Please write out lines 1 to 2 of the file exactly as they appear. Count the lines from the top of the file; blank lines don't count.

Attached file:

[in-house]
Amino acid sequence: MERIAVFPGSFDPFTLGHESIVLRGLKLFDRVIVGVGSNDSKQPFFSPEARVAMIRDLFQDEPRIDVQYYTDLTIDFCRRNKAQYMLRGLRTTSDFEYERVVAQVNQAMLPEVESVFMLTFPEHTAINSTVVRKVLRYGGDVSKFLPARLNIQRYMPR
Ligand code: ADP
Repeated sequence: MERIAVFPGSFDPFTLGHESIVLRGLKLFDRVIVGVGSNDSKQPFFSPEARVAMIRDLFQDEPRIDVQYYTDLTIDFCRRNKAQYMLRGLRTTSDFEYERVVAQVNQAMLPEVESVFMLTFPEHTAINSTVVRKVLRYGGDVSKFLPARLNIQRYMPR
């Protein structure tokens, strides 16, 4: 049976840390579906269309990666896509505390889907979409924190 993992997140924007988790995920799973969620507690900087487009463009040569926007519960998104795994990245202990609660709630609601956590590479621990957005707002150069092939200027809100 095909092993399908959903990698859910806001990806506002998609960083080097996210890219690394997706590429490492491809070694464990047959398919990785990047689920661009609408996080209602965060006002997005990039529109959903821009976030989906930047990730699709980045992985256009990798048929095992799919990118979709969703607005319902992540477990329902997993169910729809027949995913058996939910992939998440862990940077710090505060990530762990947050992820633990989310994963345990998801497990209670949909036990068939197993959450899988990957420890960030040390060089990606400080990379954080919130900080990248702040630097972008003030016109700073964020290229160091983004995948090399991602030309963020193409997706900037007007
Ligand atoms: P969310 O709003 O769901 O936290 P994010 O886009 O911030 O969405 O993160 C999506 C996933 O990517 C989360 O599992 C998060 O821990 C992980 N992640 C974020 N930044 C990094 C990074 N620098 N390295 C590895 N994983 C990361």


[in-house]
Amino acid sequence: MERIAVFPGSFDPFTLGHESIVLRGLKLFDRVIVGVGSNDSKQPFFSPEARVAMIRDLFQDEPRIDVQYYTDLTIDFCRRNKAQYMLRGLRTTSDFEYERVVAQVNQAMLPEVESVFMLTFPEHTAINSTVVRKVLRYGGDVSKFLPARLNIQRYMPR